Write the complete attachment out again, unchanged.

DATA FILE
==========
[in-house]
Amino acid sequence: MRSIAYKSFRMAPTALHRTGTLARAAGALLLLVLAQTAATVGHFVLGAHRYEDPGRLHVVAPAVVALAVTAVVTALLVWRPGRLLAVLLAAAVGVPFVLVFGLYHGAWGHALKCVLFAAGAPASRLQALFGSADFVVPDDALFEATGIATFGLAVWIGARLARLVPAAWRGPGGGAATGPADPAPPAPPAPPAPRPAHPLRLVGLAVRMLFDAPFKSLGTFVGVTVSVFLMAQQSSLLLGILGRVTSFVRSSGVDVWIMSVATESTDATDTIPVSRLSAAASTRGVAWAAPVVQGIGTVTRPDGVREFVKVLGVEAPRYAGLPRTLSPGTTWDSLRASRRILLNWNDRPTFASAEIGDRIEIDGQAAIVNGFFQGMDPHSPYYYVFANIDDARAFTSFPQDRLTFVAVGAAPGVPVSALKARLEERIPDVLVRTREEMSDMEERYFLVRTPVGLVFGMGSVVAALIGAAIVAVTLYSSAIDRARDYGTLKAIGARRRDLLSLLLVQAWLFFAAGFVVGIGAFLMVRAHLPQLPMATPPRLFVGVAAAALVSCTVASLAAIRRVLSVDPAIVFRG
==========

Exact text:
[in-house]
Amino acid sequence: MRSIAYKSFRMAPTALHRTGTLARAAGALLLLVLAQTAATVGHFVLGAHRYEDPGRLHVVAPAVVALAVTAVVTALLVWRPGRLLAVLLAAAVGVPFVLVFGLYHGAWGHALKCVLFAAGAPASRLQALFGSADFVVPDDALFEATGIATFGLAVWIGARLARLVPAAWRGPGGGAATGPADPAPPAPPAPPAPRPAHPLRLVGLAVRMLFDAPFKSLGTFVGVTVSVFLMAQQSSLLLGILGRVTSFVRSSGVDVWIMSVATESTDATDTIPVSRLSAAASTRGVAWAAPVVQGIGTVTRPDGVREFVKVLGVEAPRYAGLPRTLSPGTTWDSLRASRRILLNWNDRPTFASAEIGDRIEIDGQAAIVNGFFQGMDPHSPYYYVFANIDDARAFTSFPQDRLTFVAVGAAPGVPVSALKARLEERIPDVLVRTREEMSDMEERYFLVRTPVGLVFGMGSVVAALIGAAIVAVTLYSSAIDRARDYGTLKAIGARRRDLLSLLLVQAWLFFAAGFVVGIGAFLMVRAHLPQLPMATPPRLFVGVAAAALVSCTVASLAAIRRVLSVDPAIVFRG